by Dana Littlefield
April 3, 2015
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At the Hall of Justice in downtown San Diego, Kevin Bollaert sits with his attorney, deputy public defender Emily Rose-Weber (L), during his sentencing hearing. — Nelvin C. Cepeda / U-T San Diego
San Diego — As he considered how to sentence a man who ran a so-called “revenge porn” website, a San Diego judge referred repeatedly to the defendant’s own words from an interview with state investigators.
When a special agent from the state Attorney General’s Office asked Kevin Bollaert why he started the site, which featured thousands of nude images – mostly of women – that were posted without the victims’ consent, he answered somewhat blithely.
“I don’t know, dude. Like, it was just fun…,” said Judge David Gill, reading Bollaert’s words from a transcript. “At the beginning it was kind of fun and entertaining, but now it’s kind of ruining my life.”
While that may be true, it was the impact Bollaert’s actions had on the victims’ lives that persuaded the judge to sentence him to 18 years behind bars. Although Bollaert was eligible for probation, the judge said fairly early in the daylong hearing that probation was “completely off the table.”
“I think he deserves a large dose of punishment, frankly,” Gill said.
Kevin Bollaert became emotional in court when his parents address the court. — Nelvin C. Cepeda / UT San Diego / Twitter @NelCepeda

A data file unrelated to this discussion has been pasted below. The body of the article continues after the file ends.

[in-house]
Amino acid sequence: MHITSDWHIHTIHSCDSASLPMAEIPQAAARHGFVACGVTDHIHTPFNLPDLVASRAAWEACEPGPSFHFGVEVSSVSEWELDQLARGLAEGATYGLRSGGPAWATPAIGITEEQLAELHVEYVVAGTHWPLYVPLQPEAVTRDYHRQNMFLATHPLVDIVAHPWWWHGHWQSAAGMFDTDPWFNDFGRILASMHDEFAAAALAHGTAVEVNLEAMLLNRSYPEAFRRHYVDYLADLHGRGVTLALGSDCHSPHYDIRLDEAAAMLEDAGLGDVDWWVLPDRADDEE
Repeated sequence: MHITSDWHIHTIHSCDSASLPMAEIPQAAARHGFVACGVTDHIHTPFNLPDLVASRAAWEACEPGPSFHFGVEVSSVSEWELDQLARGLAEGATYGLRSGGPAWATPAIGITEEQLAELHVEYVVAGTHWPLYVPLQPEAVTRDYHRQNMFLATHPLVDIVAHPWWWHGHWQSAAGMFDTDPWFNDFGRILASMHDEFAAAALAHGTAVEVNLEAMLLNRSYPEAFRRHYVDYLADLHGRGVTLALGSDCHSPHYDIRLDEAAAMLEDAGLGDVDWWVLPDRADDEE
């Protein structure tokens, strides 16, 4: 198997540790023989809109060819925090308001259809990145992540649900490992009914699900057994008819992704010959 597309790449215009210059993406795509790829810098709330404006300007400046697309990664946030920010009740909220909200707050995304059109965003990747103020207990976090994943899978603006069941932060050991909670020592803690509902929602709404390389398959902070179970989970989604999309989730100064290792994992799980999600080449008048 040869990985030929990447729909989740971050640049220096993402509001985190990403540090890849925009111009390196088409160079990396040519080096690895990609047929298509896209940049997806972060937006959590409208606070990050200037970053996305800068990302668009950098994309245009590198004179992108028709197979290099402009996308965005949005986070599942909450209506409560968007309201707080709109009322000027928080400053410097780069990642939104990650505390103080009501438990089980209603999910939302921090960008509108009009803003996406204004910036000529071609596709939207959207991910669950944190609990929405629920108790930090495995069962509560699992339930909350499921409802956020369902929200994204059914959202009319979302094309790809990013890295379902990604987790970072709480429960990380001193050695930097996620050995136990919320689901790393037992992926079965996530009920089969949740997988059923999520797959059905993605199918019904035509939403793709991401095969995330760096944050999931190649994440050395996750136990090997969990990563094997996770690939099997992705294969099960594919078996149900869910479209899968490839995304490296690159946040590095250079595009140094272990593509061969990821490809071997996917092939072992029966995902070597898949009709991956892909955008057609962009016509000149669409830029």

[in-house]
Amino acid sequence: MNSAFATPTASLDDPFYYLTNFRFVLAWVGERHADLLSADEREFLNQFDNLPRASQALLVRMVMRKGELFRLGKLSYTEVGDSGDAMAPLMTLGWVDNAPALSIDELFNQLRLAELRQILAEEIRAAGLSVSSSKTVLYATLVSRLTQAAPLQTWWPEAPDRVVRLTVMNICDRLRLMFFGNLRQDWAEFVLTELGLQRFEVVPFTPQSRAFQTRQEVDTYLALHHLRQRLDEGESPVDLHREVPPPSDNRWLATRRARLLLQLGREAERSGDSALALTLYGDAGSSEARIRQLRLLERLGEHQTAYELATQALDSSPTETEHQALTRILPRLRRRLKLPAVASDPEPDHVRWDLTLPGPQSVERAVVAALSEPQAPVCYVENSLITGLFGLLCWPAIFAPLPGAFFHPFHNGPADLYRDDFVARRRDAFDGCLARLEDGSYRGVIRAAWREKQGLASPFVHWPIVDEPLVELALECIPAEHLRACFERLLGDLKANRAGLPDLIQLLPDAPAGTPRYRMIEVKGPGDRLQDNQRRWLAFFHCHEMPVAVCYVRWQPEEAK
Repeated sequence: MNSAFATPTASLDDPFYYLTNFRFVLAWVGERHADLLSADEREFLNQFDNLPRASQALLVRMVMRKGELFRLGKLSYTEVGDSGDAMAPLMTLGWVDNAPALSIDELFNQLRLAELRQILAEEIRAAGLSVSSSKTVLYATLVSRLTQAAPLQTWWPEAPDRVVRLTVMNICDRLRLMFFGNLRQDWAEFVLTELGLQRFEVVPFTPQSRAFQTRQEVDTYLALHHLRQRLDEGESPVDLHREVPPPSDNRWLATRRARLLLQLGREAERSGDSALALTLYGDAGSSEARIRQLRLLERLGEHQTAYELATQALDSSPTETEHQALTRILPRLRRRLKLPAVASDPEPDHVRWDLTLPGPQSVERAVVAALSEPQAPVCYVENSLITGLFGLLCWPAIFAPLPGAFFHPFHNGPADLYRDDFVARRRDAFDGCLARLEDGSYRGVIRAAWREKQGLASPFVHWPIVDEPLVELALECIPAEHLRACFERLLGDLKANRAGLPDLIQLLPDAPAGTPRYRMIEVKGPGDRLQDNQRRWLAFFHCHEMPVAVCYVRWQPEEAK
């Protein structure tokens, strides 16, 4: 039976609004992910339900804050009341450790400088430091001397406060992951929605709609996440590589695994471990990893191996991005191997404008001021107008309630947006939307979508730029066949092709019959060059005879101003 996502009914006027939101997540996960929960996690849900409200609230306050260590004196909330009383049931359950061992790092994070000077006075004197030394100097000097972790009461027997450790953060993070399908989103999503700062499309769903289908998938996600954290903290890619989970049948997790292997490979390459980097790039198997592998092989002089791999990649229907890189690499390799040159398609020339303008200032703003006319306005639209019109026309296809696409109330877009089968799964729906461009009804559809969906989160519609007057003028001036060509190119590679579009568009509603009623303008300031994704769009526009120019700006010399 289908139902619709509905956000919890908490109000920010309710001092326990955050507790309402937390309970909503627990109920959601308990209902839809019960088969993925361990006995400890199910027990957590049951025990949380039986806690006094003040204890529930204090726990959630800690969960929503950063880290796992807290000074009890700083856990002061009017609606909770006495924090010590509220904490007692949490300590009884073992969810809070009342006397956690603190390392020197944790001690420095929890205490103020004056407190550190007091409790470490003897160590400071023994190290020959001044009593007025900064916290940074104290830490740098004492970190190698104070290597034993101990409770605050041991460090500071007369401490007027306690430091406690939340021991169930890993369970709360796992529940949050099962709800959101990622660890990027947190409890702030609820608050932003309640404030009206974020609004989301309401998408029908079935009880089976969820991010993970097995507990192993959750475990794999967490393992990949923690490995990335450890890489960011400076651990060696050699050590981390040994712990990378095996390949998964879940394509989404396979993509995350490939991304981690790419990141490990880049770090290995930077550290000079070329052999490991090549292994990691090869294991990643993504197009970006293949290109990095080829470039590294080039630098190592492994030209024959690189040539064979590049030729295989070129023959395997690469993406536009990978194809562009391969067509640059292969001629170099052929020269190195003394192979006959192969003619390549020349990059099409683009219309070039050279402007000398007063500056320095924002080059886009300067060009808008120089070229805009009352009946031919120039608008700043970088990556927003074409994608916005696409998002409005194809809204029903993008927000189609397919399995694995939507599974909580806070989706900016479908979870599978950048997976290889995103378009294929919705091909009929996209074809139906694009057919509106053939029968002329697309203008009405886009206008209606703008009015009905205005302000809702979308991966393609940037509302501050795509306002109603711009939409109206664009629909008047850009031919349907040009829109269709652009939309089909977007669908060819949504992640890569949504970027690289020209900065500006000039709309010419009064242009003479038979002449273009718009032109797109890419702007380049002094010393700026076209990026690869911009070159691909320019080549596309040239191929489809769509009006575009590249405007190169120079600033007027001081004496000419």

Bollaert, 28, was convicted in February of 21 counts of identity theft and six counts of extortion, all felonies. His now-defunct website, UGotPosted.com, not only featured racy images but also the names of the people in them, the cities they lived in and other identifying information.
Often, the photos were sent to the site by jilted ex-boyfriends or significant others, who retaliated by uploading the images without the victims’ knowledge. The site linked those images to the victims’ social media sites, such as Facebook and Twitter.
As a result, many of the victims reported receiving dozens or even hundreds of threatening or sexually explicit messages from strangers. They also said visitors to the website commented on the photos, providing more identifying information or making negative comments about their bodies or race.
Attorney General Kamala Harris has said Bollaert’s case is the first prosecution in the country for an operator of this type of website.
“Sitting behind a computer, committing what is essentially a cowardly and criminal act will not shield predators from the law or jail,” Harris said in a news release. “We will continue to be vigilant and investigate and prosecute those who commit these deplorable acts.”
Because he is a nonviolent offender, Bollaert will be allowed to serve his prison term in county jail, which is allowed for certain offenders under California’s public safety realignment law. He will have to serve half that time before he is eligible for release.
The prosecution had argued for a term of at least 10 years and four months in custody.